Whose applause do you hope to gain by such an article? What are your motives for writing in a strain that does you so little credit? If you believe it is wrong to join the Army, why deny a refuge to those who believe with you? If you believe the Irish workers are poor because of capitalist oppression, why mislead them to regard the Scotch and English workers, who may compete for jobs, as the authors of Irish misery.

    “Glasgow Reader”


    The above is about the most amusing criticism we have ever come across. The writer coolly ignores our very explicit description of the men whom we attacked in our article, and proceeds to a totally unnecessary defence of people whom we did not attack. Then he waxes eloquent in defence of those men whom we did not attack. It is easy being virtuously indignant over an article if you persist in denying the facts upon which the article is based, and spread your ink over a totally different series of facts, that have nothing to do with the case.

    For example: Our critic says the people whom he is defending “Don't sing “Rule Britannia”, don't sport the loyal colours”. But the people whom we were attacking do sport the loyal colours, and do sing “Rule Britannia”, and do shout for the war, and are blatant jingoes to a man; they are not Irish refugees returning to the land of their birth, or the land of their fathers. Oh, no, they are boys of the bull-dog breed, publicly and privately asserting that Irishmen should go out to fight for the Empire they will not shed their own blood to defend.

    Dublin, Ireland, is rotten with these carrion; our patriotic jingo employers are continually discharging Irishmen and  p.162 filling up their jobs with English and Scots and Welsh, and these Brit-Huns are neither socialists, radicals, no conscription fellowship members, nor people who believe with us that it is wrong to join the Army. So why does our “Glasgow Reader” get so excited, and indulge in such unworthy insinuations about our “motives”, and ask “whose applause do we hope to gain”, etc. He may be proud of his deftness in making such insinuations; we are willing he should enjoy all the credit of such literary finesse.

    His last sentence is a gem of illogical and topsy-turvy reasoning. Let us repeat it: “If you believe the Irish workers are poor because of capitalist oppression why mislead them to regard the Scotch and English workers who may compete for jobs as the authors of Irish misery?”

    Is not that a gem? Here is the position. The capitalist class of these countries have committed a great international crime. We stand solidly alongside of all those in Ireland who have opposed that crime from its inception to its latest development, and we have opposed and denounced all those who in Ireland have been accomplices of that crime whether those accomplices were of our own class, our nearest and dearest friends, or members of the exploiting classes.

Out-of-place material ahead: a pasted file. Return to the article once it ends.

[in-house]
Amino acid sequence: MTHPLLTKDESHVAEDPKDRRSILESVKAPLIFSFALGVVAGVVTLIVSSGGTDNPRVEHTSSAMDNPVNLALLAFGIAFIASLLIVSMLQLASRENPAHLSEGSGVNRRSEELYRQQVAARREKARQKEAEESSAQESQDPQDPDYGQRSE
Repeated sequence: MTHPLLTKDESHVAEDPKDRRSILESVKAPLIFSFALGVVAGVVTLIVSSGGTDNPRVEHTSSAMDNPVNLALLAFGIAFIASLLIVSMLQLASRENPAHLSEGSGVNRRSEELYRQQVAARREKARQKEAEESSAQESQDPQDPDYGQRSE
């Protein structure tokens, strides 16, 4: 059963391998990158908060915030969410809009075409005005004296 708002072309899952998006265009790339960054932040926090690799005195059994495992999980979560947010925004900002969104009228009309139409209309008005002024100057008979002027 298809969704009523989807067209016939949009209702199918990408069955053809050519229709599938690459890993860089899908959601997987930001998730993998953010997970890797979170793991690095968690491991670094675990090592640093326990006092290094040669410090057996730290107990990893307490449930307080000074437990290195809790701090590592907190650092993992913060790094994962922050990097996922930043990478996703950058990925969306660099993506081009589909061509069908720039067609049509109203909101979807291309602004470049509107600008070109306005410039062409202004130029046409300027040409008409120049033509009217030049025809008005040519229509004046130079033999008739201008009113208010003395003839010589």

Our attitude to parties in Great Britain has been exactly the same. We have encouraged the enemies of the war, and have exposed and denounced its friends and sponsors, regardless of the class to which they belong.

    But because some of the shouters for the war, some of the blatant jingoes and union-jackers came over to Ireland, to help their rulers to depopulate Ireland by grabbing our jobs whilst our brothers are elbowed out to starve or enlist, our critic has nothing but covert insults for us when we dare to criticise them. He criticises the same element in Glasgow;  p.163 insinuates that we are misleading the Irish workers when we criticise them after they have crossed the channel. So a Scotch jingo in Glasgow is fair game for a socialist writer, but when he crosses to Dublin we have to look upon him as a sacred person—to attack whom is an offence against internationalism. A jingo is a jingo wherever we meet him, and as far as we are concerned there is no close season for jingoes. Nor game preserve in which they may not be hunted.

    Our critic has allowed his generous sympathies for his comrades who have returned to Ireland to becloud his mind. We did not attack them. We know many of the Irish refugees who have left Great Britain for Ireland rather than serve in the British Army, and we admire them and welcome them in our midst. We know also some English and Scotch fighters who have been against the war from the start, have braved unpopularity with their own countrymen in opposing it, and if they find that they can continue their fighting better in Ireland than in Great Britain they also are welcome. But neither of these classes of immigrants into Ireland were in our mind when we wrote our article, and nothing but the most jaundiced imagination or the most slipshod reading could make the article apply to them.

    And finally, let us say that we are sick of the canting talk of those who tell us that we must not blame the British people for the crimes of their rulers against Ireland. We do blame them. In so far as they support the system of society which makes it profitable for one nation to connive at the subjection of another nation they are responsible for every crime committed to maintain that subjection.

    If there is any section of the British people who believe that Ireland would be justified in ending the British Empire if she could, in order to escape from thraldom to it, then that section may hold itself guiltless of any crime against Ireland. But if  p.164 there is any such section, how small and utterly insignificant it is, since it nowhere gives public proof of its existence.

    Of all the bodies called into existence by the fight against the war, and against conscription, is there one British organisation that claims for Ireland (or would even allow to Ireland) the same right to determine its national fate as all the British peace parties insist upon being secured to Belgium? There is not one.